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Island Hopping across the Pacific Theater in World War II: The History of America’s Victorious Leapfrogging Strategy against Imperial Japan

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9781979992800: Island Hopping across the Pacific Theater in World War II: The History of America’s Victorious Leapfrogging Strategy against Imperial Japan
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9781979992817: Island Hopping across the Pacific Theater in World War II: The History of America’s Victorious Leapfrogging Strategy against Imperial Japan

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ISBN 10 : 1979992819 ISBN 13 : 9781979992817
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Description du livre Paperback. Etat : New. Brand New! This item is printed on demand. N° de réf. du vendeur 1979992800

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Description du livre Paperback. Etat : New. Language: English. Brand new Book. *Includes pictures *Includes accounts of the fighting *Includes online resources and a bibliography for further reading The waters of the Pacific Ocean - stretching deep blue under the tropical sun, or scourged by typhoons - provided World War II's most far-flung battlefield. Two of the world's premier mid 20th century maritime powers, the United States of American and the Empire of Japan, grappled for supremacy across that vast expanse. By the time the Battle of Midway was over in June 1942, the defeat was so devastating for Japan that it was actually kept secret from all but the highest echelons of the Japanese government. Along with the loss of hundreds of aircraft and over 3,000 men killed, the four Japanese aircraft carriers lost, when compared to America's one lost carrier, was critical considering America's huge shipbuilding superiority. The protagonists at Midway were putting into practice a newly emerging naval doctrine, one which ultimately meted out a terrible punishment to the side that miscalculated. Carrier versus carrier combat had come of age. From that point forward, it would be the Americans who operated aggressively across the Pacific. The Guadalcanal Campaign, which ran from August 1942 to February 1943, was a bitter and protracted struggle that also happened to be a strange and transitional confrontation quite unlike any other in the long Pacific War. In conjunction with the American victory at the Battle of Midway, Guadalcanal represented the crucial moment when the balance of power in the Pacific tipped in favor of the Allies, but the idea that Guadalcanal would be such a significant battle would have come as a surprise to military strategists and planners on both sides. By the spring of 1943, American military planners had begun to create a plan to dislodge Japan from east and southeast Asia. To do so, parts of the Philippines were considered main strategic points in the potential Allied attack in the Pacific. The end goal of the Allied plan was an invasion of the Japanese home islands, in which heavy aerial bombardment would precede a ground assault. In order for this to occur, Allied forces would have to occupy areas surrounding Japan, with China adding to Luzon (the largest island in the Philippines) and Formosa (a large island off the coast of China) to create a triangle from which they could launch their bombers. The Allied advance across the Pacific was based on this 1943 plan, with General MacArthur and his forces moving to the north through New Guinea, then Morotai Island, and then to Mindanao, which was the southernmost major island in the Philippines chain. At the same time, Admiral Chester Nimitz sent his fleet through the central Pacific, where they engaged Japanese forces at the Gilbert, Marshall, Marianas and Palau Islands en route to Mindanao. Meanwhile, when Admiral Nimitz was directed to capture an island in the Bonin group, Iwo Jima stood out for its importance in making progress against the mainland, with three airfields that would allow American air forces to attack the Japanese mainland. Near the end of 1944, as Allied forces were pushing across the Pacific and edging ever closer to Japan, plans were drawn up to invade the Ryuku islands, the most prominent of them being Okinawa. Military planners anticipated that an amphibious campaign would last a week, but instead of facing 60,000 Japanese defenders as estimated, there were closer to 120,000 on the island at the beginning of the campaign in April 1945. The Battle of Okinawa was the largest amphibious operation in the Pacific theater, and it would last nearly 3 months and wind up being the fiercest in the Pacific theater during the war, with nearly 60,000 American casualties and over 100,000 Japanese soldiers killed. In addition, the battle resulted in an estimated 40,000-150,000 Japanese civilian casualties. N° de réf. du vendeur APC9781979992800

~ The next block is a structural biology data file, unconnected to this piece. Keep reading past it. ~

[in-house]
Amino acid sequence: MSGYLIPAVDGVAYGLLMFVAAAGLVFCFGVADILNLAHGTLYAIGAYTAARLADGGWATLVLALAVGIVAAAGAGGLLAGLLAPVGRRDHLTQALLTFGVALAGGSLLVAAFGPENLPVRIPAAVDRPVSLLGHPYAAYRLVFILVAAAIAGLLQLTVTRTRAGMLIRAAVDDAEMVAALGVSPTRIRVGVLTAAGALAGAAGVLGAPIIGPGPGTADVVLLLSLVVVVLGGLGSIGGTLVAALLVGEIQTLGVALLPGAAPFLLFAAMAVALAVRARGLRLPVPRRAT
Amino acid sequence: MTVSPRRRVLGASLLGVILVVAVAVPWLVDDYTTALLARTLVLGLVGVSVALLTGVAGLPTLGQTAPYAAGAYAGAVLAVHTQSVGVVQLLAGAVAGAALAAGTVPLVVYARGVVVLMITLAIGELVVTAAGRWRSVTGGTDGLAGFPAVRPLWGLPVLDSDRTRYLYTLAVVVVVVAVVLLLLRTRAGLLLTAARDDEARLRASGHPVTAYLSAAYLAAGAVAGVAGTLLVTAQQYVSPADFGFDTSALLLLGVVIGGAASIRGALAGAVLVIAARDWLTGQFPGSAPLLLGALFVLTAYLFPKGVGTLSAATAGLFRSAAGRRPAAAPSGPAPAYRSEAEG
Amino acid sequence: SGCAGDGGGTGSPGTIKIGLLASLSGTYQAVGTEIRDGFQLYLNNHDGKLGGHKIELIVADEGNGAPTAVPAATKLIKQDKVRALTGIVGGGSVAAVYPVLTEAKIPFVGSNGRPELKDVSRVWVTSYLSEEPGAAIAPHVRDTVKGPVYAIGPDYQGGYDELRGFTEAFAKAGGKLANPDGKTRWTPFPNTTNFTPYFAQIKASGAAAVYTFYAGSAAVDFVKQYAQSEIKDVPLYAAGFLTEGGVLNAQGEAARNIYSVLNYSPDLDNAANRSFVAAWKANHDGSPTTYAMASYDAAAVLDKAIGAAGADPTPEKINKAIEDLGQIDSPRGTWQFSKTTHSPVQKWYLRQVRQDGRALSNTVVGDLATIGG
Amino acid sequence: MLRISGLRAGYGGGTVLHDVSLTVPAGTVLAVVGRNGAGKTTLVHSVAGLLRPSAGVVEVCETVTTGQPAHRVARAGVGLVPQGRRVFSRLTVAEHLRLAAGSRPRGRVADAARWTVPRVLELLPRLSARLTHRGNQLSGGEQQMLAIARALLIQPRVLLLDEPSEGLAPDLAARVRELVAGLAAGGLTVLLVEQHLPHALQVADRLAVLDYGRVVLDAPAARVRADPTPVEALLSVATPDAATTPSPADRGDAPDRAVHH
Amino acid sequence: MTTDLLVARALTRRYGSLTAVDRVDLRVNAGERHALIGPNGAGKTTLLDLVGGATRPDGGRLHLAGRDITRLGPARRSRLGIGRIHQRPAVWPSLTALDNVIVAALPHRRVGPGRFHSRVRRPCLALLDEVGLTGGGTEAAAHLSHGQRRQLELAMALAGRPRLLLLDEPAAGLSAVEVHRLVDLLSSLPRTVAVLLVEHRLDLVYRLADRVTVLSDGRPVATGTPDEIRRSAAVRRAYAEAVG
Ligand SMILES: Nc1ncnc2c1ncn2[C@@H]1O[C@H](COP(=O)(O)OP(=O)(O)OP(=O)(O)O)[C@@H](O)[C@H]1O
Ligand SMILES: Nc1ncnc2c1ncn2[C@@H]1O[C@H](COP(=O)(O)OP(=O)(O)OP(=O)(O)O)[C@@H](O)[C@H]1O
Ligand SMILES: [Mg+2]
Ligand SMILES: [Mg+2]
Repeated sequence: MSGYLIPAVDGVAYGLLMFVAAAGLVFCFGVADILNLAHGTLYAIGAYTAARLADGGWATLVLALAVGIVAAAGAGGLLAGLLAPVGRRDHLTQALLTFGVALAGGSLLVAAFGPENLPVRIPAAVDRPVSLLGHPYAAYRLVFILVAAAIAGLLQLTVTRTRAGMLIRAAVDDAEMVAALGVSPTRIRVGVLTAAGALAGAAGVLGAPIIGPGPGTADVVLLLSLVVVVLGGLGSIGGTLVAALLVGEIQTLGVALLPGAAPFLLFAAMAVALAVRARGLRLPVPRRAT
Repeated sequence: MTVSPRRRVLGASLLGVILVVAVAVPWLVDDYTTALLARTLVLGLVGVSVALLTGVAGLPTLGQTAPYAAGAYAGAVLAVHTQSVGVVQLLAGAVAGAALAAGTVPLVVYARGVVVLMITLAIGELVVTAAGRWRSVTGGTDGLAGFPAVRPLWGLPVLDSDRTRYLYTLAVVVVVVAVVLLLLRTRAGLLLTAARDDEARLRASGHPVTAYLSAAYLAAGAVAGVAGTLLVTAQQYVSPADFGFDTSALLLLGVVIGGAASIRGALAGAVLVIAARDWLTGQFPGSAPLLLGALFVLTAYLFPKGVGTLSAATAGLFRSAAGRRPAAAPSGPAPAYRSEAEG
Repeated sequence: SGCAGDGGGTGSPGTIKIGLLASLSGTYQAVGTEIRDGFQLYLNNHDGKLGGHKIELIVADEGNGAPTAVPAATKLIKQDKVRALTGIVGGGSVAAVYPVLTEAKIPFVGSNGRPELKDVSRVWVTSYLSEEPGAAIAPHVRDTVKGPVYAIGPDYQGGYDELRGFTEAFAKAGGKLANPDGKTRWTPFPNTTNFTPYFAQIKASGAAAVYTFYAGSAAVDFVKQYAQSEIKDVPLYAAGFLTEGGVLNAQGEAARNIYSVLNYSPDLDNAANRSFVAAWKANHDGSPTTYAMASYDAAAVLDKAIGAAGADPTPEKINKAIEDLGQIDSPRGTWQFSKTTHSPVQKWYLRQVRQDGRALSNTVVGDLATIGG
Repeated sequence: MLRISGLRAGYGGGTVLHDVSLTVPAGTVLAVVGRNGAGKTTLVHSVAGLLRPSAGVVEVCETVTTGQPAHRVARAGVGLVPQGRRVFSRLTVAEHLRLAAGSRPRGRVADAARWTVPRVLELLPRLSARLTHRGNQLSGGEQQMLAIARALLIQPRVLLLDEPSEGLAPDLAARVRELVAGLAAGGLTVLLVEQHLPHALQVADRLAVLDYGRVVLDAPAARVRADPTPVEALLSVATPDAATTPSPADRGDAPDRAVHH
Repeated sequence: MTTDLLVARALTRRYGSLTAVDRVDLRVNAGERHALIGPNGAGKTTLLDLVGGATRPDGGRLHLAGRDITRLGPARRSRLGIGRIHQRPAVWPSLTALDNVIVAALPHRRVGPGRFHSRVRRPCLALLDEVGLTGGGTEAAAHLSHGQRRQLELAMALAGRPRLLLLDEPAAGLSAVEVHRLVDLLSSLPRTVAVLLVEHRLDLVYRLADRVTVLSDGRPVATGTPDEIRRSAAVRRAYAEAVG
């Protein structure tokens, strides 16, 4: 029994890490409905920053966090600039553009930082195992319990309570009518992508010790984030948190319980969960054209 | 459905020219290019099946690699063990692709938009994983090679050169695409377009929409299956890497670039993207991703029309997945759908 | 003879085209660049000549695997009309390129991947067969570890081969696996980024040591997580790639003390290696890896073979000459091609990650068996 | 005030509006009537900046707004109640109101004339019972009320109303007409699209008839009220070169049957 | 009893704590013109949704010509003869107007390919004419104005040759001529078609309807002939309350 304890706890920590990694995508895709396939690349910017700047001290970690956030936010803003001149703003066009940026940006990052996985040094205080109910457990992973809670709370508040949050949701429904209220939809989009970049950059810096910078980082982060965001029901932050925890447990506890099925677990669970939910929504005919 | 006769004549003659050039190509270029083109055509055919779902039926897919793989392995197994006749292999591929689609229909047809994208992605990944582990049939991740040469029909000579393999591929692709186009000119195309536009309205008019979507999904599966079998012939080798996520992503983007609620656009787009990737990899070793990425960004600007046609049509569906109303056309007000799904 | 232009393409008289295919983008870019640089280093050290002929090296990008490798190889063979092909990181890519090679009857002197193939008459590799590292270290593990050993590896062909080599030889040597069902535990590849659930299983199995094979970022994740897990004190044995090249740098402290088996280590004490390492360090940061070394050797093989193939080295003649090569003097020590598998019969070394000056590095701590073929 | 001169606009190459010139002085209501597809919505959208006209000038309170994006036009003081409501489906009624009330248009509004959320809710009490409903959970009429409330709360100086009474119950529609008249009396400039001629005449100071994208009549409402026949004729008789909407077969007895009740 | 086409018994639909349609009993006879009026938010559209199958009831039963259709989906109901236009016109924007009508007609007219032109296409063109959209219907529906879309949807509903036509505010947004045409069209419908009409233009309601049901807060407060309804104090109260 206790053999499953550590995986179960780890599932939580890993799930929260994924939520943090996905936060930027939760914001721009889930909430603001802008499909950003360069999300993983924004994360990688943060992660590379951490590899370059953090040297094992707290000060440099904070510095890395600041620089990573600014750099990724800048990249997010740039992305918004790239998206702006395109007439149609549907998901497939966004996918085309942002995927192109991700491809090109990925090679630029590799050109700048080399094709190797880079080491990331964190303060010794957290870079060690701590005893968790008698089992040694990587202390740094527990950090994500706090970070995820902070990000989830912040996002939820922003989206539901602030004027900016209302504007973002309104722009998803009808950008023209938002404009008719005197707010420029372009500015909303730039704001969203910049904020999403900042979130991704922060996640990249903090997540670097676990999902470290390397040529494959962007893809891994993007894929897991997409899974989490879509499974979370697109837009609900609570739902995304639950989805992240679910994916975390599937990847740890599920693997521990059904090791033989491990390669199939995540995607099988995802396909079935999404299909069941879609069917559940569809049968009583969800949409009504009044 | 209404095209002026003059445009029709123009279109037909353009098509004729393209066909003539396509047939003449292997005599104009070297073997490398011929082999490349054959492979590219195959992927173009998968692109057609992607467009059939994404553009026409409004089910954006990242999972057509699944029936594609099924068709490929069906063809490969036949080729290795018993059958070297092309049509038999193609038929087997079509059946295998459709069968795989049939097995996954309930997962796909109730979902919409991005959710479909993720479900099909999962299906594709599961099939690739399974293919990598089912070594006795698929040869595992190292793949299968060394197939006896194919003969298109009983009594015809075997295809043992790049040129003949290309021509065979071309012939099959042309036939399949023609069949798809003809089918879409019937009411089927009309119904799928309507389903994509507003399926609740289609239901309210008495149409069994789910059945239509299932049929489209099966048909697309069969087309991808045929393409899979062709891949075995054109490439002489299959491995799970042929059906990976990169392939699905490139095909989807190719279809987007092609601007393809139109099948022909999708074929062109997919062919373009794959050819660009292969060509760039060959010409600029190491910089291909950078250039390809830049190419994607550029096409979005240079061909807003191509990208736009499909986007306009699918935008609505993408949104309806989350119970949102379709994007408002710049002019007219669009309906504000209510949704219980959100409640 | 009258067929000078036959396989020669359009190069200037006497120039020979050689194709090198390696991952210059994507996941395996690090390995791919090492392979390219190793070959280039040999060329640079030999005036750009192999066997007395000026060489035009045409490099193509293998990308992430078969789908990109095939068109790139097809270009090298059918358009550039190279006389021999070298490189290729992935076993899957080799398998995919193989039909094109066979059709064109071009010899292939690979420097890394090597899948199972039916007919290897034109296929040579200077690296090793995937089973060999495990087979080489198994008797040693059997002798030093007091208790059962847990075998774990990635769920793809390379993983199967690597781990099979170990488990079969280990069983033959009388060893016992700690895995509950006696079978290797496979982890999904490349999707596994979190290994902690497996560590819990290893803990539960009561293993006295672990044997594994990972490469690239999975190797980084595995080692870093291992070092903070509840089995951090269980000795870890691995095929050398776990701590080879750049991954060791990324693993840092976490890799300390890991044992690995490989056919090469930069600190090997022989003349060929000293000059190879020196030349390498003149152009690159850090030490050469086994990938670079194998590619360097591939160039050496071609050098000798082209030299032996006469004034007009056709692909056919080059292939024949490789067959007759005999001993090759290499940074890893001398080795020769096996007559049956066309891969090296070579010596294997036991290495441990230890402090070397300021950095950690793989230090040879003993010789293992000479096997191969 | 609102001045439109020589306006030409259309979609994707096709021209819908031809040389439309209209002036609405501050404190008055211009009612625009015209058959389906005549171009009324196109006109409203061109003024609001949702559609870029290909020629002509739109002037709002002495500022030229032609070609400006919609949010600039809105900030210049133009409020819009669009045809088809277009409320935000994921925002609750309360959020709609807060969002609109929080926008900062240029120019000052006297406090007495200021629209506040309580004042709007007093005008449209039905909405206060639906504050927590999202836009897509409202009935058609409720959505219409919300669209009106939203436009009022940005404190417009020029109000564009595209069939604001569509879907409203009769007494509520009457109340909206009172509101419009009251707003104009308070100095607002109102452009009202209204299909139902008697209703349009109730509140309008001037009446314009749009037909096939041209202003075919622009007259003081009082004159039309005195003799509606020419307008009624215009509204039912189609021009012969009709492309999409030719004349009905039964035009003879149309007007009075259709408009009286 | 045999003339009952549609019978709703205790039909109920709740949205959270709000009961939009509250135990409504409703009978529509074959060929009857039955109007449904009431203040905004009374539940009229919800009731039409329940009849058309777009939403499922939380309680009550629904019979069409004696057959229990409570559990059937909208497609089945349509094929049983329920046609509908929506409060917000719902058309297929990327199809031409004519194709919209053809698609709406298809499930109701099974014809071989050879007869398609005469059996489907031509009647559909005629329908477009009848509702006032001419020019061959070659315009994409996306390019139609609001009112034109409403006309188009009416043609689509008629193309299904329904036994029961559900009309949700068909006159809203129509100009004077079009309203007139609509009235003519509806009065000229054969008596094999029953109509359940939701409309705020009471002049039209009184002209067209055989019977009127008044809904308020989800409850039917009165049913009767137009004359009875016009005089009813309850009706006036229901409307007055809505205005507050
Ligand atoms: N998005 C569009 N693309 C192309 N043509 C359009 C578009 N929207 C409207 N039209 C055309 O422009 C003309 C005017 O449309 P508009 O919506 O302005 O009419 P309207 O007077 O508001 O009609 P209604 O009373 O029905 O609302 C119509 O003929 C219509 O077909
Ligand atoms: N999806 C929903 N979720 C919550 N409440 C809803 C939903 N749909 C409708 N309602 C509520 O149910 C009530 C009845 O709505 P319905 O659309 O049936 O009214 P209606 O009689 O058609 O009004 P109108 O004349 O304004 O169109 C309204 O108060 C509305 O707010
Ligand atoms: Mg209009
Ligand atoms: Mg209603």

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Description du livre Paperback / softback. Etat : New. This item is printed on demand. New copy - Usually dispatched within 5-9 working days. N° de réf. du vendeur C9781979992800

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ISBN 10 : 1979992800 ISBN 13 : 9781979992800
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Description du livre Paperback. Etat : New. N° de réf. du vendeur 3434-ING-9781979992800

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